Sunday, June 19, 2011

Summer's Finally Here

After spending all Saturday puttering in the garden, there’s not much to do there today. After a long absence from the blogosphere, here’s an update.

The harvest to date includes a few generous handfuls of snap peas, a dozen or so radishes, one turnip, quite a bit of albeit earwig-chewed, Swiss chard and at least four servings of green beans, though not all four were picked and enjoyed on the same day. 

Harvest, May 11
Snap peas on the vine, May 24
Harvest, June 13
Harvest, June 18
First tomato, June 18
Acorn squash on the vine, June 18
Many of my ornamentals have begun flowering as well. I’ve got nasturtium, cosmos, coneflower and alyssum so far.  The single sunflower that has bloomed though, I can’t take credit for. I am pretty sure it was “planted” by an industrious pair of scrub jays putting away a little something for leaner times. Several I actually sowed myself should begin flowering any day.

Sunflower, June 18

So my late-start attempt at cool weather gardening has been productive thanks to atypically low spring temperatures. Here in the northern San Joaquin Valley, gardening can easily be a year-round endeavor but I rarely get the gardening bug before its time to plant the hot-weather favorites like tomatoes, eggplant and peppers. And once they have exhausted themselves and started to wither, I too am drained from the due diligence needed to protect them from scorching temperatures. Truth be told, I typically start suffering garden fatigue in August.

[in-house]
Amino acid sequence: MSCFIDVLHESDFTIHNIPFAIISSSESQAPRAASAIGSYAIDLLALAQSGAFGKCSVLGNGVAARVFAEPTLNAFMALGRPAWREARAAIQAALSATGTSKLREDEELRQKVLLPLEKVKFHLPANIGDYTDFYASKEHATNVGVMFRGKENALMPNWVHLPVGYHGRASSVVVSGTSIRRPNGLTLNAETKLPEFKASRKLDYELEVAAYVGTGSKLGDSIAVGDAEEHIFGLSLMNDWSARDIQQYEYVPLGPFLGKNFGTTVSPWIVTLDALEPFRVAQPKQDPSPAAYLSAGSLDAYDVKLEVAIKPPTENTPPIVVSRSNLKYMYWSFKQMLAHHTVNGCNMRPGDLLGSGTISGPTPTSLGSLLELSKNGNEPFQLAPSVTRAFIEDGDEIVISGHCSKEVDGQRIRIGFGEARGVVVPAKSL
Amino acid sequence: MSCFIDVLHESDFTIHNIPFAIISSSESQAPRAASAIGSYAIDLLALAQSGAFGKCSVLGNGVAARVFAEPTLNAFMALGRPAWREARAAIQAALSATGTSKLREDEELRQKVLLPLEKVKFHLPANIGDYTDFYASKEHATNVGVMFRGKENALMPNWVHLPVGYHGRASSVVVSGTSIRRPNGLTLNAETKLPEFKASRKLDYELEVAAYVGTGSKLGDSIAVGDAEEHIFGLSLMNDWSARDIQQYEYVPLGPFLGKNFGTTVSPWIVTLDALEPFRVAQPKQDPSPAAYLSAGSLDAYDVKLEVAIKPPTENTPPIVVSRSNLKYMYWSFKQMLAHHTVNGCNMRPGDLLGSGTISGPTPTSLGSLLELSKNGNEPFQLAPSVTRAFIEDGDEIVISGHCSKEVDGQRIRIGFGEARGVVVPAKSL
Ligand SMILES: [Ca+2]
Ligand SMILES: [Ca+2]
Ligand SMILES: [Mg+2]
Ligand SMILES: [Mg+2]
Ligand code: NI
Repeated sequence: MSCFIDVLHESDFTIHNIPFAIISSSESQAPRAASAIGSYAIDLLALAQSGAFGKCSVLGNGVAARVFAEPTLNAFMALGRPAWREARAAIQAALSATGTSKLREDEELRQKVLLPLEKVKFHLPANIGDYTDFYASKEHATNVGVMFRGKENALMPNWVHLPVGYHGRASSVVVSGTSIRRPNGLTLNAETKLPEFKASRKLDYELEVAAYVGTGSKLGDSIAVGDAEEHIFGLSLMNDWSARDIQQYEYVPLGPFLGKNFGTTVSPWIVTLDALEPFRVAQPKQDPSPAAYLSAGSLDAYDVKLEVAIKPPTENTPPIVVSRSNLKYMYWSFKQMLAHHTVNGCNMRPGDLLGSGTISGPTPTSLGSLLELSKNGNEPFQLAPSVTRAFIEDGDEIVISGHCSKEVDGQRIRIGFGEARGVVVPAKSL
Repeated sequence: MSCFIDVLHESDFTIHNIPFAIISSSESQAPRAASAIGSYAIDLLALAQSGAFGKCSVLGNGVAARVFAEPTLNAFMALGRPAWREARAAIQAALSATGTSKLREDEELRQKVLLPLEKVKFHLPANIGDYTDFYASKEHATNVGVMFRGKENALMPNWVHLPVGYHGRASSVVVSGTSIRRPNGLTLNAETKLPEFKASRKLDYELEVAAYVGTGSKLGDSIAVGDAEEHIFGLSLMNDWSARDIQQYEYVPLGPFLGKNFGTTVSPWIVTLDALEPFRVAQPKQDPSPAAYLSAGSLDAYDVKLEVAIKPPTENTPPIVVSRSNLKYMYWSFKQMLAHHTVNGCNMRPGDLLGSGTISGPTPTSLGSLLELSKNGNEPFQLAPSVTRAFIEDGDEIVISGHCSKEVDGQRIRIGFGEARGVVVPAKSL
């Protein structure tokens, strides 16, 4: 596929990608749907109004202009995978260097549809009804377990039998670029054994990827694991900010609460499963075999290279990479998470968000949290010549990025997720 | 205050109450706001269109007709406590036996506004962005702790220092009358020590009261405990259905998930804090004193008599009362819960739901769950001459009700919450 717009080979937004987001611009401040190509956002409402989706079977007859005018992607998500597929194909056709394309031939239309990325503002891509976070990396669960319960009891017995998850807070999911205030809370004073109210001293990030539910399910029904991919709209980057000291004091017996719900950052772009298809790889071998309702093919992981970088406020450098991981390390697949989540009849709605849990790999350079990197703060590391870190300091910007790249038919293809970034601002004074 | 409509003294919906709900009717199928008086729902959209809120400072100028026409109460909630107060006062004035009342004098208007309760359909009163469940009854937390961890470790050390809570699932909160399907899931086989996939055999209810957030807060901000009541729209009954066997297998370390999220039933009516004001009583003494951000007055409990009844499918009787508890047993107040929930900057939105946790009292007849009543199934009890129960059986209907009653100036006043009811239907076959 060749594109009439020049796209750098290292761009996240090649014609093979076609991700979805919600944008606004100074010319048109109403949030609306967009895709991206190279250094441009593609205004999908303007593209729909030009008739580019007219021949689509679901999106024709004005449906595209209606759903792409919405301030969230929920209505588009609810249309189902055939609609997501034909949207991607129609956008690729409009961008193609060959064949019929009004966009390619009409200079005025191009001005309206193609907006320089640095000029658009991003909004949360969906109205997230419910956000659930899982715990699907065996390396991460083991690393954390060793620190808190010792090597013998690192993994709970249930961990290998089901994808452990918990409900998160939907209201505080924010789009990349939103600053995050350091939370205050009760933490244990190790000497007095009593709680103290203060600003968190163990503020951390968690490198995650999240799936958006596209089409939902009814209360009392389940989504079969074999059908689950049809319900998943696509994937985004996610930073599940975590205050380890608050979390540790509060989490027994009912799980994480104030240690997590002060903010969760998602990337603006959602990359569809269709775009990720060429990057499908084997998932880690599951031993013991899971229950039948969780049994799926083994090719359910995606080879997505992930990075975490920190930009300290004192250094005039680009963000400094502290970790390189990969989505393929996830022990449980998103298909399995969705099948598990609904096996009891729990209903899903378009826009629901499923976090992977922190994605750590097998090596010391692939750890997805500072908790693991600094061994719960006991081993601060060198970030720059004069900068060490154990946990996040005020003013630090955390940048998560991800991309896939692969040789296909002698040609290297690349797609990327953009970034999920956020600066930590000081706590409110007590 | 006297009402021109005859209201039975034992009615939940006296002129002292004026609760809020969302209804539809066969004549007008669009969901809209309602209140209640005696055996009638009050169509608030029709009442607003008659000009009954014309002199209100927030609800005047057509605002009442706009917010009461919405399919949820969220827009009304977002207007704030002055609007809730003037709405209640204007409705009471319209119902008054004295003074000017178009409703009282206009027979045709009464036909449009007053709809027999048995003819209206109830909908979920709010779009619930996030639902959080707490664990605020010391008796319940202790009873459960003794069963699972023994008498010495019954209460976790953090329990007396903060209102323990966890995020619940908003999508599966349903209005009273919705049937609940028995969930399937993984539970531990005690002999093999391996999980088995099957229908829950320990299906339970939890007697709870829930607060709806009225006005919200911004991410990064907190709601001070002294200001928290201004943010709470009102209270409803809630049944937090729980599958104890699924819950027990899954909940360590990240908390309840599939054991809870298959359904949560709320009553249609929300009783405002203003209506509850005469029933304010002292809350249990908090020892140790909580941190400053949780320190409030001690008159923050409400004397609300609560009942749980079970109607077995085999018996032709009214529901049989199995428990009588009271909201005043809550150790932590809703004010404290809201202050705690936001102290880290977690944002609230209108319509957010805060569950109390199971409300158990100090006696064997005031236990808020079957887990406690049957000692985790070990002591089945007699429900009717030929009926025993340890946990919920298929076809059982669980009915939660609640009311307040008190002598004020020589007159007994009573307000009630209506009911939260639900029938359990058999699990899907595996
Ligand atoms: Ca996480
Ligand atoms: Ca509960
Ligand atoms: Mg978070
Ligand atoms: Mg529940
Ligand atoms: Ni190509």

The cooler weather lasting through June was an excellent opportunity to try growing some new things like the aforementioned snap peas. They did so well I was kicking myself for not planting more.
As for the heat-loving veggies that have been seemingly stagnate for what feels like months already, they are beginning to take off. I spotted the first tomato on a hybrid called Whopper last weekend and I’ve got one nubby little bell pepper. 

The acorn squash making its first appearance in my garden has been somewhat disappointing, forming at least a dozen fruit which start out beautifully but have each begun to wither and fall from the vine.

1 comment:

Beth said...

Looking good! I love the moment in the garden when things start to feel out of control... Like the garden is taking over and there is nothing you can do about it. Your pictures totally make me feel like that is about to happen! Awesome!